Just a thought: Certain meals just aren't nice eaten 3 hours later...When Mummy's away I prepare more dinner so I can leave some for Daddy but sometimes I think 'Yuck, I wouldn't want to eat that later!'...Trial & error I guess.

Risotto works well, curry dishes, chilli, soup ( a fave of all in this house).

Soapbox Thu 22-Feb-07 15:53:09

BK - why doesn't she get into the routine of cooking the meal for you and DH and then the children get it heated up the following day?

So day 1, she would cook chilli, roast chicken, soup etc on a timescale that it would be ready for you and DH when you get home, and then DS and DD get it warmed through the following evening.


That way the pre-dinner prep for the children is very quick (just warming things through) and she then has a bit longer to prepare the adults meal and what she will use for the following day.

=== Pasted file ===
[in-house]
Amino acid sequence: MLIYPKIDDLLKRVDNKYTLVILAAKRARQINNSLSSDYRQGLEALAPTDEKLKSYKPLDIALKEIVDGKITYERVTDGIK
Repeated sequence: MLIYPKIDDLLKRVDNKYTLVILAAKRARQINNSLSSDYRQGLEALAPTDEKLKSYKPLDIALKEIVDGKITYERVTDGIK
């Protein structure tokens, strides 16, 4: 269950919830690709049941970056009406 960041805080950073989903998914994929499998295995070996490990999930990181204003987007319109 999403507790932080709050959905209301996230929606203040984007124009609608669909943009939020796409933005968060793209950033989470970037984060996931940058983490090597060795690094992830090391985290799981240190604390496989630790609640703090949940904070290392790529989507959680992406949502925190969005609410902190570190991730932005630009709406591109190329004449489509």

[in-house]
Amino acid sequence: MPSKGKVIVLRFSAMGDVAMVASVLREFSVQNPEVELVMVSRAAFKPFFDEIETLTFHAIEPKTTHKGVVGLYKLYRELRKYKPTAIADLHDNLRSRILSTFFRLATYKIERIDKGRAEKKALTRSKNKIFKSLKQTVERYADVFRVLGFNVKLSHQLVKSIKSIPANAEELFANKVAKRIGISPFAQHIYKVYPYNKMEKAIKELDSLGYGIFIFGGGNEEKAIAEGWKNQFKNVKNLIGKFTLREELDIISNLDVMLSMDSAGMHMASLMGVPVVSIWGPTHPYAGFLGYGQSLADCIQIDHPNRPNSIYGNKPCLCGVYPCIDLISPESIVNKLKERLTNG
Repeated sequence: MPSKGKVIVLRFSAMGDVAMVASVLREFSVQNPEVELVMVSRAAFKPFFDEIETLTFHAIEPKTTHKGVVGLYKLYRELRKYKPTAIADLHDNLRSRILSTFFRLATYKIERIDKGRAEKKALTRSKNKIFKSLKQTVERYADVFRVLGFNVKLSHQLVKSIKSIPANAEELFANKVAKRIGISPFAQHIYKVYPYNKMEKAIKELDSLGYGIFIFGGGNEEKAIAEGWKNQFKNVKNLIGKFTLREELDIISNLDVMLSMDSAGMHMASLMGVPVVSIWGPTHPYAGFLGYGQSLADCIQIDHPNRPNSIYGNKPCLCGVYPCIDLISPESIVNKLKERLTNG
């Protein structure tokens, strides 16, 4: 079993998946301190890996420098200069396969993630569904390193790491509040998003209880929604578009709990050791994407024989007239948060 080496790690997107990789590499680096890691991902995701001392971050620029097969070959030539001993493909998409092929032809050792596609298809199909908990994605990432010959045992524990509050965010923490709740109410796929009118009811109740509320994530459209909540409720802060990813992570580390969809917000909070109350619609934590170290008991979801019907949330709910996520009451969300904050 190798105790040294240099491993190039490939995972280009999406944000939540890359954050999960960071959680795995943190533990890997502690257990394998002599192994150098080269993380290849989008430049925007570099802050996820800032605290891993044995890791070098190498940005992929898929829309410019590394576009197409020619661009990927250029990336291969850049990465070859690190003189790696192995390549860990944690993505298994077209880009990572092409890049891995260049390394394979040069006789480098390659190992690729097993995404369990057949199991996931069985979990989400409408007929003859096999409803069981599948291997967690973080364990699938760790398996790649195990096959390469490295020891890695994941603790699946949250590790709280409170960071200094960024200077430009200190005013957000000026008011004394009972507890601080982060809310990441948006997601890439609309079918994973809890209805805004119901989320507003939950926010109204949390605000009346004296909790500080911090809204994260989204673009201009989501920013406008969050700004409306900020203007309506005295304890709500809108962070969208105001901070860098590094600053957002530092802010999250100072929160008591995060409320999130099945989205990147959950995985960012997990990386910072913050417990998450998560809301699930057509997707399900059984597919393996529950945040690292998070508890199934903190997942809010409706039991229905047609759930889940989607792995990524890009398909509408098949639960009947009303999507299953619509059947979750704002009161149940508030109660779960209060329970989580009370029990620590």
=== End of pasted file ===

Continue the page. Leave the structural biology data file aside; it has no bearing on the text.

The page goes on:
The quid pro quo though is that you will need to do the same on the days she doesn't work so that there is a meal ready for the children just to be heated up!

What will DS actually eat - is there enough variety to cope with this idea and just add fresh cooked veg every day?

MrsSchadenfreude Thu 22-Feb-07 16:19:30

Soapbox - that's what I do, and it works very well. Or bung everything in the slow cooker the night before and we all eat it (slow cooker stews very good way to "hide" veg as well).

My Slovak au pair used to cook us some Slovak dishes sometimes - stuffed cabbage, heavy dumplings etc.

bossykate Thu 22-Feb-07 18:34:57

soapbox, thank you for that suggestion - although i think i will have to create and walk through a worked example with a time series

mrschadenfreude, do you cook things in the slow cooker the night before and then leave them for c. 24hrs?

bossykate Thu 22-Feb-07 18:43:33

see, imho, slow cookers are fantastic if you have spare time in the morning... but i don't. so would be very keen to see if there is a way we can use the slow cooker to help us with this.